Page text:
Nowadays the world’s IT industry is increasingly reliant on outsourcing with a pronounced international element. The cornerstone of any legal relationship of this kind is settling the rights over intellectual property objects – software and databases, as well as their free utilization by the end client, which can be impeded by the insufficient regulation of the relationship between the parties who took part in the creation of the final product.

Oftentimes the principal resort to the so-called boilerplate contracts, generally used in dealings with subcontractors of all kinds without due consideration of the particularities of the internal structure and work methodology typical for each contracting party. This approach leaves the parties vulnerable to two fundamental issues typical of the IT industry – the transfer of copyright from the subcontractor to the principal and the complications related to the international character of the relationships. The order usually presumes the transfer of all intellectual property rights from the subcontractor to the principal – which cannot happen if the former does not own them in the first place.

Such an issue might arise in cases where the subcontractor utilizes freelancers, as the presumption enshrined in Art. 5 of the Bulgarian Law for Copyright and Related Rights is that copyright is owned by the natural person through whose efforts the object of intellectual property was created. Reliable counteraction begins as early as the recruitment of employees and freelancers by the IT companies that operate as subcontractors for IT projects; these companies need to regulate their dealings with employees and freelancers regarding intellectual property in a reliable manner to avoid causing significant damage to their own clients.

Despite the existence of the Berne Convention for the Protection of Literary and Artistic Works, Directive 2001/29/EC of the European Parliament and of the Council of 22 May 2001 on the harmonisation of certain aspects of copyright and related rights in the information society and Directive (EU) 2019/790 of the European Parliament and of the Council of 17 April 2019 on copyright and related rights in the Digital Single Market and amending Directives 96/9/EC and 2001/29/EC, domestic legal systems retain a number of specifics related to copyright. For example, the Bulgarian LCRR contains the presumption of transfer of copyright over software and databases created in the course of employment to the employer; while Czech legislation contains the opposite presumption, but grants controlling rights to the employee who created the product. On the other hand, while in the EU copyright over databases exists for 70 years, in India this period is 60 years. When entering into contracts with persons based in other states, it would be beneficial for companies to consult with an expert who is well-versed in both the aforementioned international legal acts as well as the provisions of the domestic legislation of the state in question, in order to iron out such discrepancies.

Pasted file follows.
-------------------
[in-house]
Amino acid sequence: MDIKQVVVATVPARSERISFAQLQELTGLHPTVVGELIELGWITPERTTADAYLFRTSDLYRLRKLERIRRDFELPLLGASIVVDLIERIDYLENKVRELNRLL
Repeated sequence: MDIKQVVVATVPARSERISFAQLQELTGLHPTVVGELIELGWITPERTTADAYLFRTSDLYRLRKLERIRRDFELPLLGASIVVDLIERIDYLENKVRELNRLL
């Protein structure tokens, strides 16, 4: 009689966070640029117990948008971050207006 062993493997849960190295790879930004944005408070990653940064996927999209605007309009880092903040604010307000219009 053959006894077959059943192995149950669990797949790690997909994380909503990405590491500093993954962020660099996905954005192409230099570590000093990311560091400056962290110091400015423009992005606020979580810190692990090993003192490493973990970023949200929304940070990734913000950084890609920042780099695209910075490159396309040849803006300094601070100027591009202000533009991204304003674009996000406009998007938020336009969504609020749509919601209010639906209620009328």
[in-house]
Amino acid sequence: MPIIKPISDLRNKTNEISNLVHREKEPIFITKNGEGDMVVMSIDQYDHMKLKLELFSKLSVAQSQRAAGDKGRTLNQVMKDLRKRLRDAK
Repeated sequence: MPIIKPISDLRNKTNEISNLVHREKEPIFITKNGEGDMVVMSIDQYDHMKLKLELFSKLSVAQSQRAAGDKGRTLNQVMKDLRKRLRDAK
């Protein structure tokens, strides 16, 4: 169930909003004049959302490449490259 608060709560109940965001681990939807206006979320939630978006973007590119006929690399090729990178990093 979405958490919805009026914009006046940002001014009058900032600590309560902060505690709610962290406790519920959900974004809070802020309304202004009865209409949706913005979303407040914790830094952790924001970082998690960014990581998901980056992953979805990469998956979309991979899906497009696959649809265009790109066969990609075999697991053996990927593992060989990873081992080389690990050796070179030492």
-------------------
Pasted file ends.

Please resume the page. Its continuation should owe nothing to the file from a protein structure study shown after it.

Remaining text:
Last but not least, to ensure the unimpeded utilization of the final product by the principal or their end client, it is highly recommended that the contract between the principal and the subcontractor contain provisions regarding:

1. A detailed mechanism for the transfer and scope of the copyrights being transferred – blanket provisions for transfer can leave gaps in an unexplored and individualized legal relationship which might damage the established trade relations between the parties and their clients;

2. The relationship between the subcontractor and their own employees and subcontractors – natural persons working on the project. The various legal links between the subcontractor and these natural persons necessitate different ways for the transfer of copyrights to the principal;

3. The subcontractor’s liability for partial transfer of copyrights – in cases where the owners of moral and/or economic copyrights are the natural persons working on the project. This is a particular case of non-performance which is often disregarded by the parties who rely on the general statute or contractual clauses for non-performance.

If you or your company is a principal or a subcontractor in the IT sector, Obretenovi Law Firm can help you shape your legal relationships in a secure and reliable manner.